Here are a few stories from the data space that caught my attention this week. How big data is transforming just about everything Professor John Naughton took a look this week at how big data is transforming various industries that …

Strata Week: Data-driven politics

By Jenn Webb
November 9, 2012

Here are a few stories from the data space that caught my attention this week. Big data, big politics In the aftermath of the US presidential election, much attention has been focused on Nate Silver’s art of predicting the election …

Four short links: 8 November 2012

By Nat Torkington
November 8, 2012

Closely — new startup by Perry Evans (founder of MapQuest), giving businesses a simple app to track competitors’ online deals and social media activity. Seems a genius move to me: so many businesses flounder online, “I don’t know what to …

What I learned about #debates, social media and being a pundit on Al Jazeera English

By Alex Howard
October 22, 2012

Earlier this month, when I was asked by Al Jazeera English if I’d like to be go on live television to analyze the online side of the presidential debates, I didn’t immediately accept. I’d be facing a live international audience …

The missing ingredient from hyperwired debates: the feedback loop

By Alex Howard
October 3, 2012

What a difference a season makes. A few months after widespread online frustration with a tape-delayed Summer Olympics, the 2012 Presidential debates will feature the most online livestreams and wired, up-to-the-second digital coverage in history. Given the pace of technological …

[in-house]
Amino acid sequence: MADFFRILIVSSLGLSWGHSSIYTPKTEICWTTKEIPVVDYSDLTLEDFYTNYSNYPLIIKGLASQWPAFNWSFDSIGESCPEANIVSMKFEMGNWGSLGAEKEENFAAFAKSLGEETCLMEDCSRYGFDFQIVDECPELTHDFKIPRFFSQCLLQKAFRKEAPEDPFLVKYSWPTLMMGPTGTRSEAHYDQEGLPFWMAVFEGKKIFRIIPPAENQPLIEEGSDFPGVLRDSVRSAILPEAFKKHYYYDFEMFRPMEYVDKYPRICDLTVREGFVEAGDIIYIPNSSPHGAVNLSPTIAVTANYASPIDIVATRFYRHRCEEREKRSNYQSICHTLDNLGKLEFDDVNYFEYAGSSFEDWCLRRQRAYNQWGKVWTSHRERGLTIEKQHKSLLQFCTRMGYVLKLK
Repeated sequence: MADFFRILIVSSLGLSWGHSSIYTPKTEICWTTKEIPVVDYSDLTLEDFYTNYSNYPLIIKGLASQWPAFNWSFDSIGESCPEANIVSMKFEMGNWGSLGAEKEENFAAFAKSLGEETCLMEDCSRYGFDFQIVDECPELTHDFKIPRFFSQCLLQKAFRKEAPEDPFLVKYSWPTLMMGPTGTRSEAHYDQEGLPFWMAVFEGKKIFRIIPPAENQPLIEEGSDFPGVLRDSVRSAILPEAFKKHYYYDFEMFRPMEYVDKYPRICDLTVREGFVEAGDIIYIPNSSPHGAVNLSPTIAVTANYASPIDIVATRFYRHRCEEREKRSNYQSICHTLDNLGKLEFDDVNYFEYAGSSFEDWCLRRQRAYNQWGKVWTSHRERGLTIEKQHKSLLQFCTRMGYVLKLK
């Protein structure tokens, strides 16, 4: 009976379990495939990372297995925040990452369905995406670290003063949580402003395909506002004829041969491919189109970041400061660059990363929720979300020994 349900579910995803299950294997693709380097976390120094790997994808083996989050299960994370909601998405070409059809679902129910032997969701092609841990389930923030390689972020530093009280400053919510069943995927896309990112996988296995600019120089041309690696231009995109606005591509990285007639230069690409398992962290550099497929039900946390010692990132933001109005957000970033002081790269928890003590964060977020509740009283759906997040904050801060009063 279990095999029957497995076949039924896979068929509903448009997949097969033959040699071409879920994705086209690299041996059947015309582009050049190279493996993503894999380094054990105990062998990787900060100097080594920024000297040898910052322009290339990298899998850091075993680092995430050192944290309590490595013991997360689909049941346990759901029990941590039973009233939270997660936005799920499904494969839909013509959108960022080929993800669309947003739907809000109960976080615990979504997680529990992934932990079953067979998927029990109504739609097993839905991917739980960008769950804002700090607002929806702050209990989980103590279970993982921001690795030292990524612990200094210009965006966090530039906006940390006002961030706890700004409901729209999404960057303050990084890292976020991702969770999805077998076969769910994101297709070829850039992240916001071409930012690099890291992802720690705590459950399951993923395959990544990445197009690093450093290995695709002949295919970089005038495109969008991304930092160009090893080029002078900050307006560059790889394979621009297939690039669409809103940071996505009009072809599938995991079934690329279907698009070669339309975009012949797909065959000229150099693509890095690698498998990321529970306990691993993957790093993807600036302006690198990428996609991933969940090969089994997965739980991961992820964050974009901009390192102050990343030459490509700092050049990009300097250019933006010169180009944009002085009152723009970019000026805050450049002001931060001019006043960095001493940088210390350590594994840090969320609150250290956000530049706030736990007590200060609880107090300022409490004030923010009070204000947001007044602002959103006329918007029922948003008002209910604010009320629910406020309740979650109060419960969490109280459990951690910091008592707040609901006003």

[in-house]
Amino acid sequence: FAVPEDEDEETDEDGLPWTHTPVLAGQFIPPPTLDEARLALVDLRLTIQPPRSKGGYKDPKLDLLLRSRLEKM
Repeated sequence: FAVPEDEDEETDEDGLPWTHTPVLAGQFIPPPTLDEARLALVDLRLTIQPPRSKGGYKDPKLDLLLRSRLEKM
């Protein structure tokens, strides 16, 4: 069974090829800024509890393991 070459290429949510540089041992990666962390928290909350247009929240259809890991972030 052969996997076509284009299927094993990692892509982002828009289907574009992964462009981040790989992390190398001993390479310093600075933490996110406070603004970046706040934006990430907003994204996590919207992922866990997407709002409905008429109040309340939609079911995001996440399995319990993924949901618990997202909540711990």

Four short links: 19 July 2012

By Nat Torkington
July 19, 2012

The Future of a Map is Its Information (The Atlantic) — maps are how we display data when we, the brain, wish to answer a question. Technology is rapidly expanding the questions we don’t need to look at a map …

Four short links: 18 July 2012

By Nat Torkington
July 18, 2012

A Brief History of Money (IEEE) — money is fragmenting, moving from a shared delusion to a just-in-time collusion. Understand its past to understand its future. The Lydian system’s breakthrough was the standardized metal coin. Made of a gold-silver alloy …

Four short links: 11 July 2012

By Nat Torkington
July 11, 2012

Lamar Smith Trying to Revive SOPA (BoingBoing) -- don't hate Smith, pity him. He's a prostitute, and it shouldn't surprise that when released from prison he immediately returns to the street corner to hawk his pearly again. He's a victim of a political system that requires politicians to sell their integrity to be elected. What Powers Instagram -- I...

Four short links: 11 July 2012

By Nat Torkington
July 11, 2012